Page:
>>>> beware!) broader than a FIPS one and **may** cover such aspects
    >>>> (actually CC is more a broad security framework than a list of
    >>>> specifics, but it is, potentially at least, broader).

    >
    >>> If FIPS is your only standard, you have shit standards for both SBU
    >>> and TS.

    >
    >| And you base your pronouncement on exactly what?
    >
    >>>> My recommendation? Ironkey! (FIPS 140-2 Level 3 - and, yes, level 3
    >>>> is actually worth something in this case) With Ironkey **both**
    >>>> authentication and encrypton take place **on** the USB stick, not on
    >>>> the computer.

    >
    >>> Depends on your data sensitivity levels.

    >
    >| Quite true! If someone doesn't care that his security can be bypassed by a ten-
    >| year-old then he can do as you suggest. However, if he wants his security to
    >| actually work he will use an Ironkey.
    >
    >| Regards,
    >
    > Ari is clueless and doesn't know JWICS from EARWIGS.


    We Jews need to stick together. I apologize for the 1,094 times I have
    kicked your ass on Usenet.

    Friendshit?
    --
    http://tr.im/1fa6
    ♥Ari♥, Jan 6, 2010
    #10
  11. nemo_outis

    nemo_outis Guest

    =?utf-8?Q?=E2=99=A5Ari=E2=99=A5?= <> wrote in news:hi3687$h9h
    $-september.org:

    > On Wed, 06 Jan 2010 22:01:35 GMT, nemo_outis wrote:
    >
    >> =?utf-8?Q?=E2=99=A5Ari=E2=99=A5?= <> wrote in
    >> news:hi30dr$baf$-september.org:
    >>
    >>> On Wed, 06 Jan 2010 04:24:35 GMT, nemo_outis wrote:
    >>>
    >>>> NIST-certified USB Flash drives with hardware encryption cracked
    >>>> http://www.h-online.com/security/news/item/NIST-certified-USB-Flash-dr
    >>>> ives-with- hardware-encryption-cracked-895308.html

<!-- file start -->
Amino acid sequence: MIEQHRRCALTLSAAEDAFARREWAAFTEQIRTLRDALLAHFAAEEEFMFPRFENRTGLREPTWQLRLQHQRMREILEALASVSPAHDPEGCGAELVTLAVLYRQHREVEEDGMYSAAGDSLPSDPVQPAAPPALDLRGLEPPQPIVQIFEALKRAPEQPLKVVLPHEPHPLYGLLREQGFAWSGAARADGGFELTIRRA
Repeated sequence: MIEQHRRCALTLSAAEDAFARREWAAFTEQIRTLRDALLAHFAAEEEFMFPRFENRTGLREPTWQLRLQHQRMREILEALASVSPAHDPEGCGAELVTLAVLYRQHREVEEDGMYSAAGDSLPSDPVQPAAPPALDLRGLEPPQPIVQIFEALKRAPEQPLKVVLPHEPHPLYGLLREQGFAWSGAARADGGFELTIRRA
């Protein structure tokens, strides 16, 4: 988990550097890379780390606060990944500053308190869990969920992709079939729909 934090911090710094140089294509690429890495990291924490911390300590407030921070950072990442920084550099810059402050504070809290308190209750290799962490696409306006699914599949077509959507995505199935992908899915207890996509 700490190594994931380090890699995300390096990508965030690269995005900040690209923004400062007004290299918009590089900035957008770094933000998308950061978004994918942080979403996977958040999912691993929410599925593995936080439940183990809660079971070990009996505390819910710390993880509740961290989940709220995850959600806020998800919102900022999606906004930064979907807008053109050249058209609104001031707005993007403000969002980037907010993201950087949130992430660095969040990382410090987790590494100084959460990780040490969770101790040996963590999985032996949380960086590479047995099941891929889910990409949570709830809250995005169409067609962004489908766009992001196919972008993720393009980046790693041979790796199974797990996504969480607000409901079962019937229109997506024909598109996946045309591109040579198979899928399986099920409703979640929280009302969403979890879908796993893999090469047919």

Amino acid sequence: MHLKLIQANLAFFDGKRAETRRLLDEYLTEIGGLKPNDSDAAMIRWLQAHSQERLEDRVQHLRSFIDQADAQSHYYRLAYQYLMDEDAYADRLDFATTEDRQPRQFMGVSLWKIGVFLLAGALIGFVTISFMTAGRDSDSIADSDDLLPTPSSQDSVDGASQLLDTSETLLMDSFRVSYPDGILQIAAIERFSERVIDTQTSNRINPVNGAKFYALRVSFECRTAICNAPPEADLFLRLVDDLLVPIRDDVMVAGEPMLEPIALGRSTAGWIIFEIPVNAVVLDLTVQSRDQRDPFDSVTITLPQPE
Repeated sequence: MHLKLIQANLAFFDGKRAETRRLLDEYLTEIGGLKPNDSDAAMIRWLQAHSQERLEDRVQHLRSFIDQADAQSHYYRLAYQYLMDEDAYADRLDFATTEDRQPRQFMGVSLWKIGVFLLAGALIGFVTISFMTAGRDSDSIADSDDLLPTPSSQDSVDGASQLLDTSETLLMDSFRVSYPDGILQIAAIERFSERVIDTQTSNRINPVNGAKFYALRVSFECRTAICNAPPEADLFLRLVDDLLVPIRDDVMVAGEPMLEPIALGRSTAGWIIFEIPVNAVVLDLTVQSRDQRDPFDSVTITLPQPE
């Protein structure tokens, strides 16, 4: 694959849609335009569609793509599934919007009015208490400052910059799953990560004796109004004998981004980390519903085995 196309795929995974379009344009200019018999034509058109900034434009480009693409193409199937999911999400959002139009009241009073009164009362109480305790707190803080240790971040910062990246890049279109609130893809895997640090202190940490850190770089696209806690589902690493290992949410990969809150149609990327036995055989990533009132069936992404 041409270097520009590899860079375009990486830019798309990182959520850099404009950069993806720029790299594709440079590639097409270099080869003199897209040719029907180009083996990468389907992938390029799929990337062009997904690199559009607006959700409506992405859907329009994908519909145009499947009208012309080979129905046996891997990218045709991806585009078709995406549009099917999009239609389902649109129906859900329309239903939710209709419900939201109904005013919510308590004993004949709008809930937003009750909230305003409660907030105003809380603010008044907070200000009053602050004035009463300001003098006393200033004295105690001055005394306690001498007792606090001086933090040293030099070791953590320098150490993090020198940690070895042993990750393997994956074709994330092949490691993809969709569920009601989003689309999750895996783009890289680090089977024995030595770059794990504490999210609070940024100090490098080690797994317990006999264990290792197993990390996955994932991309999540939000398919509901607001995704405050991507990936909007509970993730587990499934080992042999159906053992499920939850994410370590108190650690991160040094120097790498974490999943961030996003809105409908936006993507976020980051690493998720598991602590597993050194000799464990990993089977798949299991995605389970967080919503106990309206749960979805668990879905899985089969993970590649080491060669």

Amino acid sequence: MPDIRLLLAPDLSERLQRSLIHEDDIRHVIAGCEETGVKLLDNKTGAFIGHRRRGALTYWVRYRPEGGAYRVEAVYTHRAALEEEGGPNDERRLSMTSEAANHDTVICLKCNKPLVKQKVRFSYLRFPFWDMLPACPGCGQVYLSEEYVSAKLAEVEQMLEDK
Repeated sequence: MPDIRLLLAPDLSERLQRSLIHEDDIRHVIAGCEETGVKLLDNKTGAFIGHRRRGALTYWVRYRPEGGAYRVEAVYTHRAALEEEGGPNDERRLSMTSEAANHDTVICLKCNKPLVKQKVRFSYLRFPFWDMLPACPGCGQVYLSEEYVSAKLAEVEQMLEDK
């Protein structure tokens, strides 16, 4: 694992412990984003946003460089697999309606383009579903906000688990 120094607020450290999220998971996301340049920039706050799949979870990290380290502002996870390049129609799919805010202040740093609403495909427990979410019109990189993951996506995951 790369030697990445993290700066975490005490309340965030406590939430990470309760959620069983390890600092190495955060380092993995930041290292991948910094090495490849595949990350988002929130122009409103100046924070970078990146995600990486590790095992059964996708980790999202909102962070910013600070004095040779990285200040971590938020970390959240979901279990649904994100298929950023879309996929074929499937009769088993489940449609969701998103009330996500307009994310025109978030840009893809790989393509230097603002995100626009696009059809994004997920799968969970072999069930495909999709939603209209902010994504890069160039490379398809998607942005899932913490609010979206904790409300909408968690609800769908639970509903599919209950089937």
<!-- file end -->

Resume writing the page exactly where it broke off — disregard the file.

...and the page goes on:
>>>>
    >>>> Note that technically ths does NOT mean the FIPS140 certification was
    >>>> incorrect - one must always check carefully **just exactly what**
    >>>> FIPS is certifying (hint: it is rarely the whole device (or even all
    >>>> the software) and is often restricted to just the implementation of
    >>>> the crypto algorithm). Aspects such as authentication (yes, that
    >>>> means passwords, boys and girls) are usually excluded.
    >>>
    >>> FIPS 130 requires 2-factor. Point will be moot.

    >>
    >> Say fucking what? FIPS 130 was rescinded over 15 years ago!

    >
    > My bad. FIPS 140-3 2010 implementation.


    Even with (the current draft of) FIPS 140-3 multi-factor authentication is ONLY
    required for level 4 - a level that no USB stick currently has (or is likely to
    get!). Level 4 is the exclusive province of very expensive (think thousands of
    dollars) HSMs and secure cryptoproceesors like the IBM 4764.

    http://csrc.nist.gov/publications/drafts/fips140-3/revised-draft-fips140-3_PDF-
    zip_document-annexA-to-annexG.zip

    Regards,
    nemo_outis, Jan 6, 2010
    #11
  12. On Wed, 06 Jan 2010 23:57:26 GMT, nemo_outis wrote:

    > =?utf-8?Q?=E2=99=A5Ari=E2=99=A5?= <> wrote in news:hi3687$h9h
    > $-september.org:
    >
    >> On Wed, 06 Jan 2010 22:01:35 GMT, nemo_outis wrote:
    >>
    >>> =?utf-8?Q?=E2=99=A5Ari=E2=99=A5?= <> wrote in
    >>> news:hi30dr$baf$-september.org:
    >>>
    >>>> On Wed, 06 Jan 2010 04:24:35 GMT, nemo_outis wrote:
    >>>>
    >>>>> NIST-certified USB Flash drives with hardware encryption cracked
    >>>>> http://www.h-online.com/security/news/item/NIST-certified-USB-Flash-dr
    >>>>> ives-with- hardware-encryption-cracked-895308.html
    >>>>>
    >>>>> Note that technically ths does NOT mean the FIPS140 certification was
    >>>>> incorrect - one must always check carefully **just exactly what**
    >>>>> FIPS is certifying (hint: it is rarely the whole device (or even all
    >>>>> the software) and is often restricted to just the implementation of
    >>>>> the crypto algorithm). Aspects such as authentication (yes, that